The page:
By Amanda Eggert EBS Senior Editor
Sarah Gianelli, who recently joined the Outlaw Partners staff as a full-time associate editor, said her journalism ambitions were sparked by an early love of “Harriet the Spy,” a children’s book about the exploits of an 11-year-old girl with detective ambitions and a journalist’s tendencies.
Harriet’s adventures and observation-rich approach to life prompted the purchase of Gianelli’s first diary, in fourth grade. And she still has it, a little lock-and-key affair.
Gianelli’s love of writing followed her through multiple locations and undertakings, including degrees in art history and English literature from Bucknell University in Lewisburg, Pennsylvania; a marketing and promotions position at a Broadway production company in New York City; and the launch of the Jerome Supper Club Experiment, a five-course underground supper club Gianelli opened in Jerome, Arizona.
Gianelli, an inveterate foodie with an appreciation for detail, would set her made-from-scratch meals atop a table with vintage linen and freshly polished silver.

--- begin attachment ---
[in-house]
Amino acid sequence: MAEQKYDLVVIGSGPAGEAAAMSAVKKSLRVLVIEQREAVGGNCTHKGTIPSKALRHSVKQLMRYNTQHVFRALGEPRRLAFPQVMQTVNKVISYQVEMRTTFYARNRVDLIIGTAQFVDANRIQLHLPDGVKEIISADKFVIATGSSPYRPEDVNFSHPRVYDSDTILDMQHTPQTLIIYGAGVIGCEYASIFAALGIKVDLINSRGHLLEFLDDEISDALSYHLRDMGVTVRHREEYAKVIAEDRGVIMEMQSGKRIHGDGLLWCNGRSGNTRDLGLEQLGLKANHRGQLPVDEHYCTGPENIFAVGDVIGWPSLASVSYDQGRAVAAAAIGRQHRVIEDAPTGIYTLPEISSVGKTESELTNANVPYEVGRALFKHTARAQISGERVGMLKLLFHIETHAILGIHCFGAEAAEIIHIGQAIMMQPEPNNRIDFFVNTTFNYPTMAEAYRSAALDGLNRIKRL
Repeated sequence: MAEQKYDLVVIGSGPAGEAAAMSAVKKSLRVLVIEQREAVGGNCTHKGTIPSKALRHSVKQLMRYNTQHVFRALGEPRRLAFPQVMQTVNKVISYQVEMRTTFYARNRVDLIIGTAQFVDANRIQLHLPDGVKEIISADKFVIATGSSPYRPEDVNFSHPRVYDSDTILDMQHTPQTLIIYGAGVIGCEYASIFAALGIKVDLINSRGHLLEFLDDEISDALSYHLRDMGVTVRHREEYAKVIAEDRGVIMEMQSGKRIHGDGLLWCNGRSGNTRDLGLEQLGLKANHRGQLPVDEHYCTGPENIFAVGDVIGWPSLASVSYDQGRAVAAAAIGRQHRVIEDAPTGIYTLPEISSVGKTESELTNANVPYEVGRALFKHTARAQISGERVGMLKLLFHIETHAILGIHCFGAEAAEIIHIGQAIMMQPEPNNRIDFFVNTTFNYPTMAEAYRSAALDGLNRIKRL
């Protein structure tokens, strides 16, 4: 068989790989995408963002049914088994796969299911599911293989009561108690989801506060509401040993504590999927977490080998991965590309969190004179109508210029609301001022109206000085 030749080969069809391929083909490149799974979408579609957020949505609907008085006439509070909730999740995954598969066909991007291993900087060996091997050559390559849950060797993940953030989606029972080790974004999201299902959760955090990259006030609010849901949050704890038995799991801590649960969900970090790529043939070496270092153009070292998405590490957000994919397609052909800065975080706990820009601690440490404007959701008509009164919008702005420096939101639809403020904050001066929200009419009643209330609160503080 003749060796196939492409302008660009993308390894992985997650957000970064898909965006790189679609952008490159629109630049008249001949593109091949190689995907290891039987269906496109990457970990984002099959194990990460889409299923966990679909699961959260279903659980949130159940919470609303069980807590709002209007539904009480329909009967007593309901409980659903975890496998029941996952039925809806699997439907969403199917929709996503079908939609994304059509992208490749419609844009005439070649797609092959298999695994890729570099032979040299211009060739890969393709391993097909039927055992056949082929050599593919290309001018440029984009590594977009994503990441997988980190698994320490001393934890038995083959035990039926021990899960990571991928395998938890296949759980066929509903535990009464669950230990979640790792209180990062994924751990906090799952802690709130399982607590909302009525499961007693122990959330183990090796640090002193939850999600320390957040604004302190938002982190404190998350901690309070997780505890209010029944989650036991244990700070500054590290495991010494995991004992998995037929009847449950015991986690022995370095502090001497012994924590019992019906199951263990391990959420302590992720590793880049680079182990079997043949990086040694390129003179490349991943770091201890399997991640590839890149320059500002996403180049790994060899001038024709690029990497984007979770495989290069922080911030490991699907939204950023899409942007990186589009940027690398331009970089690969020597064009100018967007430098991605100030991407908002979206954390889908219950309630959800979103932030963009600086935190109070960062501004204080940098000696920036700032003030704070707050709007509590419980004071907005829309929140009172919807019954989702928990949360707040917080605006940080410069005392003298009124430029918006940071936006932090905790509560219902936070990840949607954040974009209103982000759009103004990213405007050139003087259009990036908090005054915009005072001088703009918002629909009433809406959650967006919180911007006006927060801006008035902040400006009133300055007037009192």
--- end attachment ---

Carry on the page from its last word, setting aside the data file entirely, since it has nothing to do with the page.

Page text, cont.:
Through all of those endeavors, the 40-year-old Long Island, New York, native has continued scribing away. She estimates her first journal has been joined by 60 others. Writing is something she loves and she’s simply compelled to do—“I don’t know what else I would do,” she says.
“My parents were always trying to push me into something more practical, but I always came back to writing and the arts in some form or another,” said Gianelli, who attributes her love of food, wine and passionate discourse to her Italian upbringing.
For a while, Gianelli entertained the idea of writing fiction, but she said reality has given her plenty of material to use. “I find that real life is so interesting and fascinating that I don’t see any need to make anything up.”
While pursuing a master’s degree in journalism at the University of Oregon in Eugene, Gianelli wrote long-form literary nonfiction pieces about a vigilante motorcycle gang and a nudist colony. The latter presented unique challenges—she said her subjects kept attempting to recruit her in an effort to bolster their colony’s aging ranks—but the story spoke to her love of finding out what makes people tick and bringing their unique contributions to a broader audience.
“I look at [journalism] as a passport into any world, or culture or subculture,” she said. “It’s like a green card into [a different] world.”
Last February marks the one-year anniversary of her first assignment with Outlaw Partners, and she’s been editing the Arts and Entertainment section of Explore Big Sky since last July.
We hope EBS readers will continue to enjoy Gianelli’s creative, one-of-a kind writing.
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